Personally, it's none of my business what you do in the privacy of your home, but chances are you're watching "American Idol" or "Dancing With The Stars," or both.
While we want people to think we're tuned in to educational television or reading the classics, if we could peek inside your house we'd probably see the two of you slouched on the couch eating dinner on folding trays while watching the latest in reality shows -- dancing and singing.
Because what great fun it is to put amateur singers and dancers on display for us to make fun of!
Not only do they give us an entertainment alternative to the NCIS/CSI blather that passes for drama, it's live television the way it used to be, warts and all.
Buzz and Cloris
While both "Dancing" and "Idol" originated in Europe and were retooled to fit the American market, they've become staples in our lives.
Who can forget former Dallas Cowboys running back Emmitt Smith dancing his way to the championship? Or Donny and Marie Osmond hoofing it on separate shows?
And what about Susan Boyle, the amazing singer who was discovered on the English version and became an overnight, international sensation?
Granted, we could do without aging astronaut Buzz Aldrin's attempts to waltz his way into our hearts. The same goes for legendary actress Cloris Leachman and former U.S. Rep. Tom DeLay, whose efforts were embarrassing, if not gallant.
And as the show grows whiskers, the level of stardom goes downhill, what with publicity hounds like Kate Gosselin passing themselves off as "stars."
That said, the level of competition on "Dancing" is such that you would have to be quite fit and very daring to place yourself on that dance floor.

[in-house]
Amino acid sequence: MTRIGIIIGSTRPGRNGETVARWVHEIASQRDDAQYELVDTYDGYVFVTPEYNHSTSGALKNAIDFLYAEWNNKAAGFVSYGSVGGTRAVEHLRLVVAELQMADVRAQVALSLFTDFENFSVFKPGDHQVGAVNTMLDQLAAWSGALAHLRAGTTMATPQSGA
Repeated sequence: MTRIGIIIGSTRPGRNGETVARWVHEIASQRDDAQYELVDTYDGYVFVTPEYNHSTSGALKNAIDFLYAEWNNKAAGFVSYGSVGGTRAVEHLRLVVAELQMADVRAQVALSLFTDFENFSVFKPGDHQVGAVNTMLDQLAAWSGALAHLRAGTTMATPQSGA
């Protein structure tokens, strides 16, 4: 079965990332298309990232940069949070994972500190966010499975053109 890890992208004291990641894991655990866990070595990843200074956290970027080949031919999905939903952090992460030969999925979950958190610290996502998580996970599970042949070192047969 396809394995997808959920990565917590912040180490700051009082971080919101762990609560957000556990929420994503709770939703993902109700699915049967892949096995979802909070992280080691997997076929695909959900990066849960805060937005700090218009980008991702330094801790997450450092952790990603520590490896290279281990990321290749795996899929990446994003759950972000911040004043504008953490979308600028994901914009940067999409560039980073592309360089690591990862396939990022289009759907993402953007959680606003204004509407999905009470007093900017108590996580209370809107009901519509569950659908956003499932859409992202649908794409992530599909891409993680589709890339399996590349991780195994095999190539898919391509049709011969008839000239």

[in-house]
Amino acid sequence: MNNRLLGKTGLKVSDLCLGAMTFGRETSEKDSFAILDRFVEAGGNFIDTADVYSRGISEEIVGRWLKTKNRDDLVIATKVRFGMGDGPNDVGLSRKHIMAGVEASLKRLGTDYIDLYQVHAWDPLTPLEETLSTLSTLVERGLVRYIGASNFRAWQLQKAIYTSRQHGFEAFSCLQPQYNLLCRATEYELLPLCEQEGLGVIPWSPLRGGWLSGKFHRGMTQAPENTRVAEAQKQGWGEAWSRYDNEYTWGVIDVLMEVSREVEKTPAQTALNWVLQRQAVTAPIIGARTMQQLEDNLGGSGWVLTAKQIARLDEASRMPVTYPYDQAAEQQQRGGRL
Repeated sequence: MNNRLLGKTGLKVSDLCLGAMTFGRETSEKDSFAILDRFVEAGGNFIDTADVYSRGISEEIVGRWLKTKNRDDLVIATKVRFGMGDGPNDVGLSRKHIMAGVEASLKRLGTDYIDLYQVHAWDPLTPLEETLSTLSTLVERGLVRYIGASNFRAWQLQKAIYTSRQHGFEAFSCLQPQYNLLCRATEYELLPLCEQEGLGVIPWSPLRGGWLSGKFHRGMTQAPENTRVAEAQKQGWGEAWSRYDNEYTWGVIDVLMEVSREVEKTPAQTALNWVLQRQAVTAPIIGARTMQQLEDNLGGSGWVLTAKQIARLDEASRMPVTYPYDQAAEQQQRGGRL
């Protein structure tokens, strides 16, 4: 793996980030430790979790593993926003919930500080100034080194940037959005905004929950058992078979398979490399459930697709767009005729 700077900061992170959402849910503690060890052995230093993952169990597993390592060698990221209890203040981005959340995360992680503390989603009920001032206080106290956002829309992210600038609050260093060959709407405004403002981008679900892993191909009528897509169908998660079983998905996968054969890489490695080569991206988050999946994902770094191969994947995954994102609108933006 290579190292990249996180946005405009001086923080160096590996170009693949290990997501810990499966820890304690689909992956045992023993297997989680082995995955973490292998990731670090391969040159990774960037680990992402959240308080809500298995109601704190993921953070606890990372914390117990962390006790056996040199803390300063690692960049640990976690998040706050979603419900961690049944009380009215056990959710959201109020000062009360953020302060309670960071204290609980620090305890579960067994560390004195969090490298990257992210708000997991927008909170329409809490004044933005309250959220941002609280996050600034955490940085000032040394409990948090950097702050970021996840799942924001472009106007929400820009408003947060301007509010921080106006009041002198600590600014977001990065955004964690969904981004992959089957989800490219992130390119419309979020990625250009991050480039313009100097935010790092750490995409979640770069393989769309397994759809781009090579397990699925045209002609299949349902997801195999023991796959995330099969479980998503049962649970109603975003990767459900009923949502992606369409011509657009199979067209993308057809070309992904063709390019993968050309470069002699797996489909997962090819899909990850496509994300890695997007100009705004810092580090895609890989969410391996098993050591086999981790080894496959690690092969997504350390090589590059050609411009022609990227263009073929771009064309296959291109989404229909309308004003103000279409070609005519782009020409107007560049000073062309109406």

Simon the terrible
As for "Idol," it simply reminds many people of those old "Ted Mack Amateur Hour" days when people could walk in off the street with a chance to become the next Frank Sinatra.
The amount of talent that exists in this world is absolutely astonishing. It is only diminished by the number of people who think they have talent and don't.
But the best part is the cast of characters who make up the judges on these shows.
The entertainment value of "Dancing" is enhanced by the wit and wisdom of Carrie Ann Inaba, Len Goodman and Bruno Tonioli, who understand their role as judge, jury and jester in the entertainment equation.
The ultimate emperor of evil, of course, is Simon Cowell, "Idol" judge and producer, who chops people up with a proper British send-off to obscurity where they belong.
Thus we find ourselves pulling for and against certain contestants, picking favorites, booing the bad guys and wishing it would last a little longer.
Because, as they say, that's entertainment.
Reach Ken Burger at firstname.lastname@example.org or 937-5598.